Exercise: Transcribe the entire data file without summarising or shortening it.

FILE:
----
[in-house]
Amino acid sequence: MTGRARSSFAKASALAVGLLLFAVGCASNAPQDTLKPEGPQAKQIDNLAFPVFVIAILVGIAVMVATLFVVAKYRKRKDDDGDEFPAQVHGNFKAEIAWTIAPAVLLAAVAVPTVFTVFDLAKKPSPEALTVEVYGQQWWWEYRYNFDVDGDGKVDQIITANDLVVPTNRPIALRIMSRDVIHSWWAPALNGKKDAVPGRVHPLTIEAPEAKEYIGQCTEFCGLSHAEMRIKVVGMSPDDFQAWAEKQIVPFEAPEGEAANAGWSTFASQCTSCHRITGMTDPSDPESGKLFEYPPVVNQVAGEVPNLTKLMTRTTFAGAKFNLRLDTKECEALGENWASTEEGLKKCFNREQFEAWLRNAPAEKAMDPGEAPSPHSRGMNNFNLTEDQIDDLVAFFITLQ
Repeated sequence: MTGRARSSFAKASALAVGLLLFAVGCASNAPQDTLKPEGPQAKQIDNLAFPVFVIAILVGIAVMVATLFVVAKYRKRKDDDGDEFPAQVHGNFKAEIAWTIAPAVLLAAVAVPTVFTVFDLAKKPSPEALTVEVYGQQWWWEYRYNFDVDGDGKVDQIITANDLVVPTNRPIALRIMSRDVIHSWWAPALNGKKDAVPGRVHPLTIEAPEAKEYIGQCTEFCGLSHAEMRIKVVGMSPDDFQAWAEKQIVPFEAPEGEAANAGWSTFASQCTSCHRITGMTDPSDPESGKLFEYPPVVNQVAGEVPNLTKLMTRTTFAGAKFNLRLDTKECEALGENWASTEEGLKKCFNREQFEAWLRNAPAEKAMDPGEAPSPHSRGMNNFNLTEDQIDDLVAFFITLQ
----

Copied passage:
[in-house]
Amino acid sequence: MTGRARSSFAKASALAVGLLLFAVGCASNAPQDTLKPEGPQAKQIDNLAFPVFVIAILVGIAVMVATLFVVAKYRKRKDDDGDEFPAQVHGNFKAEIAWTIAPAVLLAAVAVPTVFTVFDLAKKPSPEALTVEVYGQQWWWEYRYNFDVDGDGKVDQIITANDLVVPTNRPIALRIMSRDVIHSWWAPALNGKKDAVPGRVHPLTIEAPEAKEYIGQCTEFCGLSHAEMRIKVVGMSPDDFQAWAEKQIVPFEAPEGEAANAGWSTFASQCTSCHRITGMTDPSDPESGKLFEYPPVVNQVAGEVPNLTKLMTRTTFAGAKFNLRLDTKECEALGENWASTEEGLKKCFNREQFEAWLRNAPAEKAMDPGEAPSPHSRGMNNFNLTEDQIDDLVAFFITLQ
Repeated sequence: MTGRARSSFAKASALAVGLLLFAVGCASNAPQDTLKPEGPQAKQIDNLAFPVFVIAILVGIAVMVATLFVVAKYRKRKDDDGDEFPAQVHGNFKAEIAWTIAPAVLLAAVAVPTVFTVFDLAKKPSPEALTVEVYGQQWWWEYRYNFDVDGDGKVDQIITANDLVVPTNRPIALRIMSRDVIHSWWAPALNGKKDAVPGRVHPLTIEAPEAKEYIGQCTEFCGLSHAEMRIKVVGMSPDDFQAWAEKQIVPFEAPEGEAANAGWSTFASQCTSCHRITGMTDPSDPESGKLFEYPPVVNQVAGEVPNLTKLMTRTTFAGAKFNLRLDTKECEALGENWASTEEGLKKCFNREQFEAWLRNAPAEKAMDPGEAPSPHSRGMNNFNLTEDQIDDLVAFFITLQ